A primary source is the "raw" information about which researchers write directly. These sources were produced at the time of an event, or later as a memoir. Examples include correspondence, photos, and newspaper articles.
A secondary source is a source about an event, person, or place, usually based on the analysis or interpretation of primary source materials. Examples include academic articles and books. Keep in mind that a secondary source could be a primary source depending on your research focus. For example, a book about U.S. history written in the 1950s is a secondary source, unless you are studying how history was studied in the 1950s, in which case the book becomes a primary source.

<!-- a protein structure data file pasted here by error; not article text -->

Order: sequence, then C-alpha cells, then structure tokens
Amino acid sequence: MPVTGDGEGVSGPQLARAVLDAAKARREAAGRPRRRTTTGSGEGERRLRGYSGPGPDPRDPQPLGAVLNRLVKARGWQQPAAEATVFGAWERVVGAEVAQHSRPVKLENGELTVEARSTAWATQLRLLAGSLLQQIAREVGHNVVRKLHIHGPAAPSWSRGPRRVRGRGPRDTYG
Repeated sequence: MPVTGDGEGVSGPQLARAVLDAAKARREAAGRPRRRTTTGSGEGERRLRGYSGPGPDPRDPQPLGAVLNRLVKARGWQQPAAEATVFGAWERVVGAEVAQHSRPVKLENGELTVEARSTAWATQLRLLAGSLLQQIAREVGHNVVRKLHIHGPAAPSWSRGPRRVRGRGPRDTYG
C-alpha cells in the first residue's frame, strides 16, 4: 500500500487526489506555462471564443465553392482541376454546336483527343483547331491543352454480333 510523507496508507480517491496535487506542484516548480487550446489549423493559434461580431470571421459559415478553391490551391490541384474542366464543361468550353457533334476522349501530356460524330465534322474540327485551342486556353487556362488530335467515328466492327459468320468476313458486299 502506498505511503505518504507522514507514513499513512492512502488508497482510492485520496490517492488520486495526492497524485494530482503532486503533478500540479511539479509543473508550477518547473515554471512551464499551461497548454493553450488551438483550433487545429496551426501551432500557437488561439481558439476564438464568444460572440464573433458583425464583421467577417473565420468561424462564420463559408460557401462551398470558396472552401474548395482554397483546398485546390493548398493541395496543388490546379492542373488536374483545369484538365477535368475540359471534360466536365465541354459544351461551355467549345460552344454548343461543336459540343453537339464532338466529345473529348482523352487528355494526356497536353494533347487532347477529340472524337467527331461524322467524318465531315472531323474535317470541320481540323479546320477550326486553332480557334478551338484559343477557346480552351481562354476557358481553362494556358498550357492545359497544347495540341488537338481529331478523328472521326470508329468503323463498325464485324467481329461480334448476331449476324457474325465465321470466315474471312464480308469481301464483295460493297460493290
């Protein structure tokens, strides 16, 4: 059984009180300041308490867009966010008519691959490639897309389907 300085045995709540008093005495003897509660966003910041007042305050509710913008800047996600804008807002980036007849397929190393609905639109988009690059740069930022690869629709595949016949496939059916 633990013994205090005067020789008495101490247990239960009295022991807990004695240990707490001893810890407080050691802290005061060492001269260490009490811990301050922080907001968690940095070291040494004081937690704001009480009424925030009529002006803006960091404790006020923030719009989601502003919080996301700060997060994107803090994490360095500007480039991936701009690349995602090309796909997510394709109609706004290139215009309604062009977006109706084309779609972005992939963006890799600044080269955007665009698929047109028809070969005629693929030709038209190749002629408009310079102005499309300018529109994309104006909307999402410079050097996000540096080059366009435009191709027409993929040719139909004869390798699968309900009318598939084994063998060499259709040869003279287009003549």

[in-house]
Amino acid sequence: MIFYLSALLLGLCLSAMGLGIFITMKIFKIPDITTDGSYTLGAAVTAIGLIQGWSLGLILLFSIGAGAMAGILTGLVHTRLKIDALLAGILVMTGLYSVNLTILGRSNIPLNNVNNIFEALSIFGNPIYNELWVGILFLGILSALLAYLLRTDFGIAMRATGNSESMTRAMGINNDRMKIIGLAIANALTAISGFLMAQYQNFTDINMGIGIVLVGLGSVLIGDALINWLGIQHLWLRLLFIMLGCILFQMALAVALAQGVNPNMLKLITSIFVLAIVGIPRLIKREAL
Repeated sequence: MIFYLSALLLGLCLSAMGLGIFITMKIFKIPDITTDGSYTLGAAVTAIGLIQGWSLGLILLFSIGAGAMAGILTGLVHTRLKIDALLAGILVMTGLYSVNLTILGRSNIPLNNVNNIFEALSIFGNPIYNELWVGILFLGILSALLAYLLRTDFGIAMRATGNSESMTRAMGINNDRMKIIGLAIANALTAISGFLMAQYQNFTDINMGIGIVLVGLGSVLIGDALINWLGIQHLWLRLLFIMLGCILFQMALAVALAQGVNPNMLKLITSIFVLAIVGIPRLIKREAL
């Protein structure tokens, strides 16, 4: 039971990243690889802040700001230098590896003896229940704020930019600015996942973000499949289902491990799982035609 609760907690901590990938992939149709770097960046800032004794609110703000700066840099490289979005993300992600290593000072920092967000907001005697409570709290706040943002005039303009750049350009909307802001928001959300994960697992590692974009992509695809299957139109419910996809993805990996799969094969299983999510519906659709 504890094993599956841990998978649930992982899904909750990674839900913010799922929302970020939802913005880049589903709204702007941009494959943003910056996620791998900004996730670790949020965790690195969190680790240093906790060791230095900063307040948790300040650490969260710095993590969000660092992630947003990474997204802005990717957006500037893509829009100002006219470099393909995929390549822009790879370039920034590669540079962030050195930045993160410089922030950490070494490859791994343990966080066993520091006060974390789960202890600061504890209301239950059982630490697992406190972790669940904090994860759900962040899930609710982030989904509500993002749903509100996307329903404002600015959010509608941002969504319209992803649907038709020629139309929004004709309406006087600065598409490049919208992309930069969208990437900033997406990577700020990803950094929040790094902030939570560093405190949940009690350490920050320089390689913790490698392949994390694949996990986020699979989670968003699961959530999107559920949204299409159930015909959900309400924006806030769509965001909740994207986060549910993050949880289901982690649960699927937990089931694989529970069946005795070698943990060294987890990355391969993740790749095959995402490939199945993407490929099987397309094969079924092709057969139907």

A tertiary source identifies or synthesizes the information of secondary and primary sources. Examples include encyclopedias, dictionaries, and bibliographies.
Chart from Loyola Marymount University's Primary Sources Research Guide.